A judge has criticised the BBC for withholding numerous emails concerning the Martin Bashir scandal surrounding Princess Diana’s 1995 Panorama interview.
The documents were sought by a journalist probing the corporation’s awareness and actions regarding the reporter’s conduct.
Martin Bashir officially resigned from the BBC in 2021 after revelations that he obtained the interview through deceit and forged documents.
The court’s decision pertains to a freedom of information request by journalist Andy Webb, aiming to access BBC managers’ emails discussing Bashir during a specific two-month period in 2020, the BBC reported.
The BBC initially shared a limited number of messages with Webb, but it was later revealed that over 3,000 emails existed.
The corporation argued that these contained either “irrelevant” or “legally privileged” information.
Judge Brian Kennedy ordered the BBC to release more emails, citing inconsistencies, errors, and unreliability in their handling of the initial request.
He expressed serious concern over the BBC’s response to the matter.
In response, the BBC acknowledged errors but stated that it is reviewing the judgment. Additionally, the corporation apologised to Webb and the tribunal for the situation.
In an article for the Mail on Sunday, Webb expressed his approval of the judgment, emphasizing the public interest in revealing the internal emails.
Earl Spencer, princess Diana’s brother, and a supporter of Webb’s investigation into the matter, conveyed to the BBC that the integrity of individuals within the organisation was at risk.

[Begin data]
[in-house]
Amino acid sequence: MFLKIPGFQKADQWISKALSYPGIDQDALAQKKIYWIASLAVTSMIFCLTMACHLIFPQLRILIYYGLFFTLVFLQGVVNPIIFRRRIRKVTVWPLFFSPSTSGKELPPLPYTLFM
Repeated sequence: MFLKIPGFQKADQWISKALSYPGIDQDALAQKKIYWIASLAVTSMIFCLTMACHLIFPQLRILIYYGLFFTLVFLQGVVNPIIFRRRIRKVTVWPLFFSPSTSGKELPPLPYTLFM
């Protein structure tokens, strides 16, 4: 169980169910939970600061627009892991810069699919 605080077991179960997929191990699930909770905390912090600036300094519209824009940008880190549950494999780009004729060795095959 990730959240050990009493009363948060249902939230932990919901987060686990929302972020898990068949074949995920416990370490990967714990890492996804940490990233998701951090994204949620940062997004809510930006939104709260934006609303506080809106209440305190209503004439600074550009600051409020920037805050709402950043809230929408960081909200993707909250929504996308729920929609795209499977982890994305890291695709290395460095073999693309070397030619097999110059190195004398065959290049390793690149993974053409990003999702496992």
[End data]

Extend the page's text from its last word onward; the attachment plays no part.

“People at the BBC who are responsible for this have hidden behind expensive lawyers at a time when the BBC, this great national and international institution, is making cuts. And I think that’s obscene,” he told BBC Radio 4’s Broadcasting House programme.
During his appearance on the programme, he recounted his 2020 attempt to contact BBC management about Bashir, stating that he was informed Bashir was too unwell to engage in conversation.
Earl Spencer expressed suspicion that a narrative was being crafted to make Bashir unavailable during a crucial period coinciding with the 25th anniversary of Diana’s interview.
He said that senior BBC figures should not shield themselves behind the organisation to safeguard their careers, advocating instead for responsible senior figures to protect the BBC.
Bashir’s exit from the BBC followed inquiries into the methods used to obtain the interview with Princess Diana, a highly impactful broadcast that drew over 20 million viewers.
However, doubts about the acquisition of the interview emerged shortly after it was broadcasted.
In 2021, a probe conducted by Lord Dyson, a former senior judge, found that Bashir employed deceit to secure the interview and subsequently misled BBC executives.
Additionally, a graphic artist from the BBC disclosed that he was requested by Bashir to create fabricated bank statements, indicating payments from a media organisation to a former member of Earl Spencer’s staff.
The Dyson report revealed that this action was aimed at earning Earl Spencer’s trust to facilitate Bashir’s introduction to Diana.
During questioning by BBC higher-ups, Bashir confessed to commissioning the false documents but persistently denied presenting them to Earl Spencer.
The report condemned Bashir’s behaviour, stating that he “lied and maintained the lie until he realised that it was no longer sustainable. This was most reprehensible behaviour which casts considerable doubt on his credibility generally.”
Bashir previously acknowledged that creating the documents was an error and expressed regret. However, he claimed that these documents did not influence Diana’s choice to participate in the interview.